But the key difference is that Willingham still has another year on his contract, while Morneau's deal expires after the season. Willingham, who is hitting .214/.348/.393 with 12 homers in 87 games this season, is set to make $7 million next year as part of a three-year, $21 million deal signed before the 2011 season.
Twins manager Ron Gardenhire said it will be business as usual for his club despite the news of Willingham being on waivers. Willingham was in the lineup on Tuesday against the Royals, batting cleanup and starting in left field.
"I don't think every player who has been through [waivers] has been tweeted, but that's just the way it is now," Gardenhire said. "People find out. I'd imagine most of our players have been through waivers. You read about names like that and I don't know how they get out there, but they do."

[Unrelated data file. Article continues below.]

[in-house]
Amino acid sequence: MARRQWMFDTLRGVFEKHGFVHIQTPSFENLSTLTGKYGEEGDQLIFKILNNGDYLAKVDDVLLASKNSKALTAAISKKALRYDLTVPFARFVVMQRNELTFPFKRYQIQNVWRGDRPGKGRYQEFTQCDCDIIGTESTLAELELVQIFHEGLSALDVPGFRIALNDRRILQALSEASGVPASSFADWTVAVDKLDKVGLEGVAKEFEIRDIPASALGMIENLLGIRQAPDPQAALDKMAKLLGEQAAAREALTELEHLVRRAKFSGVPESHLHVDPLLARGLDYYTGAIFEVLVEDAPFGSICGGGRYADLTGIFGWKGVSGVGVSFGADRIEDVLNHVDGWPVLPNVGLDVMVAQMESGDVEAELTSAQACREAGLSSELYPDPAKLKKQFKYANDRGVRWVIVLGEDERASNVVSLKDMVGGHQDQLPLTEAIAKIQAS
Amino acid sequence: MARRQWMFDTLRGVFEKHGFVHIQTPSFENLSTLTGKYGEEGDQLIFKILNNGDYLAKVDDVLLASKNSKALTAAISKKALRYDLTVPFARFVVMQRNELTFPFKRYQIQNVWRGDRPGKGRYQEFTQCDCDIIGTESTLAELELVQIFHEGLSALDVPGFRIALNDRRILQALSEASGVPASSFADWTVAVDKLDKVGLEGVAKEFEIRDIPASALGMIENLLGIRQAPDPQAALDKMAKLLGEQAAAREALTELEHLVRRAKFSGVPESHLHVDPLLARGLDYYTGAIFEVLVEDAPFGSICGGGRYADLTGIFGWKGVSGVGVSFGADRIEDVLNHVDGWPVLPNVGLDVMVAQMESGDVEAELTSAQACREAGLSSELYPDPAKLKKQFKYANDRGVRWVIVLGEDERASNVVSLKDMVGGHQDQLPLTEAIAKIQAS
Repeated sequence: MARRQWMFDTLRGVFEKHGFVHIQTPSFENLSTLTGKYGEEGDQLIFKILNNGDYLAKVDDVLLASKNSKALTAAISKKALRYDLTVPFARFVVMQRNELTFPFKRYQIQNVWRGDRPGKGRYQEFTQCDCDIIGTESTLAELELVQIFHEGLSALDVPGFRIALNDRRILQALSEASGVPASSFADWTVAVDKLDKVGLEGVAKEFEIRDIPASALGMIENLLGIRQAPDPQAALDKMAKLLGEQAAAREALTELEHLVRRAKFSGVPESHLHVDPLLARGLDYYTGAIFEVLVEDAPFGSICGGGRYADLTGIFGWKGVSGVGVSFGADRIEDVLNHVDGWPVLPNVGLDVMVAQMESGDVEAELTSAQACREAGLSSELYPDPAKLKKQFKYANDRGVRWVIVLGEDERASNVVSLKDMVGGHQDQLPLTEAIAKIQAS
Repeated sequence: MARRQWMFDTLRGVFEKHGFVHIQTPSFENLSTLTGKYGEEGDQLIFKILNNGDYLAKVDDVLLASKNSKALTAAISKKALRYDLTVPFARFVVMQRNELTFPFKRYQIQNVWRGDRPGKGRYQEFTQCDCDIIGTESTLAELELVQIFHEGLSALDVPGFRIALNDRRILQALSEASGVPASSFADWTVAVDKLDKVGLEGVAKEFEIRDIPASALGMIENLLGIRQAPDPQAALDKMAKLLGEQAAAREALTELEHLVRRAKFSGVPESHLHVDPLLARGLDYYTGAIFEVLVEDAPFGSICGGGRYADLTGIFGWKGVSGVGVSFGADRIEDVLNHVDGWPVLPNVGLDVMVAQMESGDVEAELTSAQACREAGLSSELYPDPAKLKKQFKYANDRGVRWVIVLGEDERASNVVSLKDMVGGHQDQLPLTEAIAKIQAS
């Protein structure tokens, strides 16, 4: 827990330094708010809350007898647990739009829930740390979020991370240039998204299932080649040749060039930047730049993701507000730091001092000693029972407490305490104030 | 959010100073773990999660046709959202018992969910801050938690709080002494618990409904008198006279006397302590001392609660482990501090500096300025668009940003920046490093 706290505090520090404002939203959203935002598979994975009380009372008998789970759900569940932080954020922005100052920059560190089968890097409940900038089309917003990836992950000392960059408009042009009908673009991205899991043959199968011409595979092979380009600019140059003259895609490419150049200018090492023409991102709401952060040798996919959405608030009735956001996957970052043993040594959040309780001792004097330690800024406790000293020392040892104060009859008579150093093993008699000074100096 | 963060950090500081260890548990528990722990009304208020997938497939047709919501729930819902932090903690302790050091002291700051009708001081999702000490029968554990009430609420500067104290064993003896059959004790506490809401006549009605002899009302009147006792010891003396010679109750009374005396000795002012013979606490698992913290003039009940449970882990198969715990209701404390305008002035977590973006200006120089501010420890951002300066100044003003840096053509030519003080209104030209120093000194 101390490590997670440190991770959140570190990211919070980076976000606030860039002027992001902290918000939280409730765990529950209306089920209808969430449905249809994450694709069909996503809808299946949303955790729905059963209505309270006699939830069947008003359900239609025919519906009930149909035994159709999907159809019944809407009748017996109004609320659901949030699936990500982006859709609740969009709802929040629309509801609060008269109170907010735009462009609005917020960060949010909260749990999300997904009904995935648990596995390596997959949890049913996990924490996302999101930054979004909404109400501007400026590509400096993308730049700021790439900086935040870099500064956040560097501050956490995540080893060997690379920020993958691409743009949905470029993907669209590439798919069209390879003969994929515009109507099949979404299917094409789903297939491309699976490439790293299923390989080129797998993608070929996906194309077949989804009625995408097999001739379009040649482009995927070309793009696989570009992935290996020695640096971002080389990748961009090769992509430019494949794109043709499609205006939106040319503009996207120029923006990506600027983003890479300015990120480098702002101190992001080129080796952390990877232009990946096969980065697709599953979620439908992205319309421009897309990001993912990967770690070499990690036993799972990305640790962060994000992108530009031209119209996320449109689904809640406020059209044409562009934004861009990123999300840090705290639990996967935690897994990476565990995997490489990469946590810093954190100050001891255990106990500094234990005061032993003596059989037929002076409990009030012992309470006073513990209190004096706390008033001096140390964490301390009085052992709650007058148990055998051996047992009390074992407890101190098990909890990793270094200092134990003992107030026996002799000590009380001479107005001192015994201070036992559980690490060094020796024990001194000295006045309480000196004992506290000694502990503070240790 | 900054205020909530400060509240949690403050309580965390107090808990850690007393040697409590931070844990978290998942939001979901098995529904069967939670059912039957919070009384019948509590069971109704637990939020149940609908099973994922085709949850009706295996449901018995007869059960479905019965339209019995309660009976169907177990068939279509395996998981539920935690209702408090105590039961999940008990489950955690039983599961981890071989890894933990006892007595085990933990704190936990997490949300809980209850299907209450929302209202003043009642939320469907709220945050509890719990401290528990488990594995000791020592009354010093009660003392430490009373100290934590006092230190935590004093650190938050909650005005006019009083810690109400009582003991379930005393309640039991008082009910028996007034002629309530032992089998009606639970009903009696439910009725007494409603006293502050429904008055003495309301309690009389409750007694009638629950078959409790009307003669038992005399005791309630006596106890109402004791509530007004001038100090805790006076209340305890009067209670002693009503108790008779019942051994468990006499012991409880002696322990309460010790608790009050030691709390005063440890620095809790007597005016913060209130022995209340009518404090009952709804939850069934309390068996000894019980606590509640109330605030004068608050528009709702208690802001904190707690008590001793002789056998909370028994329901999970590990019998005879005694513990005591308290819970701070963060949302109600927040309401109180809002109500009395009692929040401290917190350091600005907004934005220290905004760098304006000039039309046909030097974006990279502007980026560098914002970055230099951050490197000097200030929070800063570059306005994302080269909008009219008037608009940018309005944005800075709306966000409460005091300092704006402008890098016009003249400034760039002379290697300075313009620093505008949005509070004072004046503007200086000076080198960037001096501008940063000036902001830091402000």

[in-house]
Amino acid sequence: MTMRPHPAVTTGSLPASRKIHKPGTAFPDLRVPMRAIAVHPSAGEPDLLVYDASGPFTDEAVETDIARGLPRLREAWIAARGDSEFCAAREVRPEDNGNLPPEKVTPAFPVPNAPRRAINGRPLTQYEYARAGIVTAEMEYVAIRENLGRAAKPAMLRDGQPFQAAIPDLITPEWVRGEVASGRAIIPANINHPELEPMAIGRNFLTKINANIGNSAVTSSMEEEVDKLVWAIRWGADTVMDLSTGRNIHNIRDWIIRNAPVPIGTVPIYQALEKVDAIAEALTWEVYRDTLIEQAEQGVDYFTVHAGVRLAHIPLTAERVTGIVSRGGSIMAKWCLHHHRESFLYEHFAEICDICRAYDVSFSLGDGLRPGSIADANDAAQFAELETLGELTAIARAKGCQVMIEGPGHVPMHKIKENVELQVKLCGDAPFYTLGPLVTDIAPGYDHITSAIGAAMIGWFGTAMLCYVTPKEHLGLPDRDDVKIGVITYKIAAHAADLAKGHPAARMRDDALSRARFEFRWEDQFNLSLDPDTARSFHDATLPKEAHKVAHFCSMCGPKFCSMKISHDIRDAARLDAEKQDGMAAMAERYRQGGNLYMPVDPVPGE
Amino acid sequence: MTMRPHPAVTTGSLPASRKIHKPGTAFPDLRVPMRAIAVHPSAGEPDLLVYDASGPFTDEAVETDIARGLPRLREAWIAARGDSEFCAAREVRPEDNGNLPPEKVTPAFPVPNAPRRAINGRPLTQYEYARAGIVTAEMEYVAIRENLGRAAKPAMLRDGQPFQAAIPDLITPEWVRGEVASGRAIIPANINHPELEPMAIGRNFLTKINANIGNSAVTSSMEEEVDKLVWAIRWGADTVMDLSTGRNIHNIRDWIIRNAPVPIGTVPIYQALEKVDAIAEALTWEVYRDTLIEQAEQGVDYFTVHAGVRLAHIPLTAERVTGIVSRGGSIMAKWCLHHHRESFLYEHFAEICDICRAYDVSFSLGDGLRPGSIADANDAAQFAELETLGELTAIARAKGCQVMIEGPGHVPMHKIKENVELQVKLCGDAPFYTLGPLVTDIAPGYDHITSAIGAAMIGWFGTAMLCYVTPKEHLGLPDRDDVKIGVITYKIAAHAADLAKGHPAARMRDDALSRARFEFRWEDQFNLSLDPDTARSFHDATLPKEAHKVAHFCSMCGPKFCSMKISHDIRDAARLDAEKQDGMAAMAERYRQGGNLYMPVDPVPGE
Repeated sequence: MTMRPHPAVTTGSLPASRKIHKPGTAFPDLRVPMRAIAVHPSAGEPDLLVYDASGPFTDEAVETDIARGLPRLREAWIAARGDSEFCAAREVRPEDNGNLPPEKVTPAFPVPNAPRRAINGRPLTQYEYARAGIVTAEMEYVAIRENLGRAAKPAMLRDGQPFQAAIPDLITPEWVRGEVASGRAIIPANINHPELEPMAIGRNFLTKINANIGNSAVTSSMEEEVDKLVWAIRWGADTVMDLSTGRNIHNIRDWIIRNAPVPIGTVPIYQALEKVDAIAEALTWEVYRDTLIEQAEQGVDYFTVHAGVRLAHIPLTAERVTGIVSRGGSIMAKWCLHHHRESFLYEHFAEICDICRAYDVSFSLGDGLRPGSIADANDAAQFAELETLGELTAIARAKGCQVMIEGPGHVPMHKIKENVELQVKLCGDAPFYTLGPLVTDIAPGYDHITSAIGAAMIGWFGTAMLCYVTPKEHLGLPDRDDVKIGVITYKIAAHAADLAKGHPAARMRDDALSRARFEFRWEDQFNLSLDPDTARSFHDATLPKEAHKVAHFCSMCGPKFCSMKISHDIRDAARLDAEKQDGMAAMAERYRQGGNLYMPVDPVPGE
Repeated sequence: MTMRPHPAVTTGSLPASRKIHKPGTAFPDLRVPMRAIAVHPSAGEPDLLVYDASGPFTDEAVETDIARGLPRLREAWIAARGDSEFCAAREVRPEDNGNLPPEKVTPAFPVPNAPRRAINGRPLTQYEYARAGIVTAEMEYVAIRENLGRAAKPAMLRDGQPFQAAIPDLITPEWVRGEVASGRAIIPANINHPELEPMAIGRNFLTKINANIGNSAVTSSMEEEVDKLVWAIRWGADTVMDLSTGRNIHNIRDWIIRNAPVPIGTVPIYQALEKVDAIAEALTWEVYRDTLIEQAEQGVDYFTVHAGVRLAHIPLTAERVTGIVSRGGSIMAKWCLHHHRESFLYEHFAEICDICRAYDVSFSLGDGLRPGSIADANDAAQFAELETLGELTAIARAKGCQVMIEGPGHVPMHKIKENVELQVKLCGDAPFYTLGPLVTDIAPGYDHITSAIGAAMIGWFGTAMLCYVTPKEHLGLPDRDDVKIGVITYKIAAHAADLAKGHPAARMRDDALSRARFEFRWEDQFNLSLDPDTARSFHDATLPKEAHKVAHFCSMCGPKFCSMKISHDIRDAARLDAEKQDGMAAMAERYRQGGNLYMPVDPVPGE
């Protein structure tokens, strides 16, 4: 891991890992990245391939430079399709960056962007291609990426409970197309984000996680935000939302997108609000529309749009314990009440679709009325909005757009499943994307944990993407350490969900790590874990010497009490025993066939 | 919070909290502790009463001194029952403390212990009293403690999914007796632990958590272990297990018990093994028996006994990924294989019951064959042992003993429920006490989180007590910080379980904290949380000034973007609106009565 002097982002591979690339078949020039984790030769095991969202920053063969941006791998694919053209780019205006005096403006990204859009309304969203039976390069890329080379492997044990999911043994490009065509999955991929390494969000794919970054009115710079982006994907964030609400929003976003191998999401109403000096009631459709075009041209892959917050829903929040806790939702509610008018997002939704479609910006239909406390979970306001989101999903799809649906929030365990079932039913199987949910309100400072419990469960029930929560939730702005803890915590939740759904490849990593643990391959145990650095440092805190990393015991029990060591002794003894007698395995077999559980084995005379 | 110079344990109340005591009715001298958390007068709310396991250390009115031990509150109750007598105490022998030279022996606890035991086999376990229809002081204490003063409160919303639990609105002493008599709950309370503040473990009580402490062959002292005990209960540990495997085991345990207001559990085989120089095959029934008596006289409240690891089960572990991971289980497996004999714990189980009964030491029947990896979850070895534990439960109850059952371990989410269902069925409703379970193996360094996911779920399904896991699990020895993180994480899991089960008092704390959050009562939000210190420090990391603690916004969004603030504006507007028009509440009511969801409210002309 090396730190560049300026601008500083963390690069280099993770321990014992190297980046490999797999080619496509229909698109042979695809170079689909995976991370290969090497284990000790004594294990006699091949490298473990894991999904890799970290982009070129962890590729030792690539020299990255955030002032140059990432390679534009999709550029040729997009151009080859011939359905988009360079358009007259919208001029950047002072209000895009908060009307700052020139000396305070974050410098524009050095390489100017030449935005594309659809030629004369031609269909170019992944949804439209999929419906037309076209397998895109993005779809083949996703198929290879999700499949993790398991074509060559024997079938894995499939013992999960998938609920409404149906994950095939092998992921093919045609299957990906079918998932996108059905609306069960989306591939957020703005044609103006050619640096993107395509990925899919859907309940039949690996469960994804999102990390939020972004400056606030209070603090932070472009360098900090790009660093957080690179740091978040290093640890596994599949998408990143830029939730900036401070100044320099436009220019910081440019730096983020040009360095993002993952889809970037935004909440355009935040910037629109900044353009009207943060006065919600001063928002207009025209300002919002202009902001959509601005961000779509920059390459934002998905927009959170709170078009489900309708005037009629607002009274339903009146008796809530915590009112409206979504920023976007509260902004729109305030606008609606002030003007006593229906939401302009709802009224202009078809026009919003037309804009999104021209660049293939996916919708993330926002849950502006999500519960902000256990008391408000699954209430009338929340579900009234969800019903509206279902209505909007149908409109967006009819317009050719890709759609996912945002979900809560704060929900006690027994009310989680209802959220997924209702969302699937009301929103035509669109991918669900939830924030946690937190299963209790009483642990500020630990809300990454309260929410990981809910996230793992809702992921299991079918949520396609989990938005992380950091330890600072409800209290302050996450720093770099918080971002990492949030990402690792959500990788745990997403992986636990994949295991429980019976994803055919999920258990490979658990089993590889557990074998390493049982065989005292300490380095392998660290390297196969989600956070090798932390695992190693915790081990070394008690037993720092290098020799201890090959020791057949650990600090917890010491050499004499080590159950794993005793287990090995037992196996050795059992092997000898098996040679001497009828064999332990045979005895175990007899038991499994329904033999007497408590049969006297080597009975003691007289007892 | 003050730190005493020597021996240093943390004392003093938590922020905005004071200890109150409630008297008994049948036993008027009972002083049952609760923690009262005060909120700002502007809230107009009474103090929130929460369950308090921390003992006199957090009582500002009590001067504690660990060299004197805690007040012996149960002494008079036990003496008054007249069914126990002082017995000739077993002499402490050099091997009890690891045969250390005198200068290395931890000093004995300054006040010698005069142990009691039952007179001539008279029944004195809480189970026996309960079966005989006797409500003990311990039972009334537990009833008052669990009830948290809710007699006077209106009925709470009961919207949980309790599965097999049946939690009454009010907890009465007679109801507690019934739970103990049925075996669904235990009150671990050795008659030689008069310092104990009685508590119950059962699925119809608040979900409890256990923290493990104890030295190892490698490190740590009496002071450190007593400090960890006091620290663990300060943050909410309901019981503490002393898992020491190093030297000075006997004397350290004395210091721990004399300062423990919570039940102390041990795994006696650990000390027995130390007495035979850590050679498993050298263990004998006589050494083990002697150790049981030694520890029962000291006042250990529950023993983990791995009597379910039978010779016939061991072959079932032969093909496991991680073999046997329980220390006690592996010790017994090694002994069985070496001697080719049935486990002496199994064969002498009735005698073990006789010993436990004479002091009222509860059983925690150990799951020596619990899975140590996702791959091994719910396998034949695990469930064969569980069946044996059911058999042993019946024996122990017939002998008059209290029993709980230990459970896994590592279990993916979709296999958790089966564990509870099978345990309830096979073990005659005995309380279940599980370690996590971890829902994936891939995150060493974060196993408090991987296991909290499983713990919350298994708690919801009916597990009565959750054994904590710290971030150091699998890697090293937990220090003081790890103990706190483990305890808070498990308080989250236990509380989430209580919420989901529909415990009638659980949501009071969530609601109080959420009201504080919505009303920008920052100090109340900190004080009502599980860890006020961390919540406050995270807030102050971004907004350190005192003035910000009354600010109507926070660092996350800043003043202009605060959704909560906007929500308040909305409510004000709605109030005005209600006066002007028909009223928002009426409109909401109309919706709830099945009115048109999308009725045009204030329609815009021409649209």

If Willingham is claimed by a team, the two clubs will have 48 hours to work out a deal. But the Twins also could decide to let the claiming team take Willingham and the rest of his contract without a return, or pull him back off waivers, which means he wouldn't be able to be traded to any team. If he clears waivers like Morneau, he can be traded to any club.
"If you're looking for a right-handed bat who can put one in the seats, then Willingham would definitely be one of those guys," Gardenhire said. "He's healthy. Even though he's not swinging the bat well now, if you put him in a different atmosphere, he might take off and that's what everyone is looking for -- someone to put them over the top."
Rhett Bollinger is a reporter for MLB.com. Read his blog, Bollinger Beat, and follow him on Twitter @RhettBollinger. Kelly Erickson is an associate reporter for MLB.com. This story was not subject to the approval of Major League Baseball or its clubs.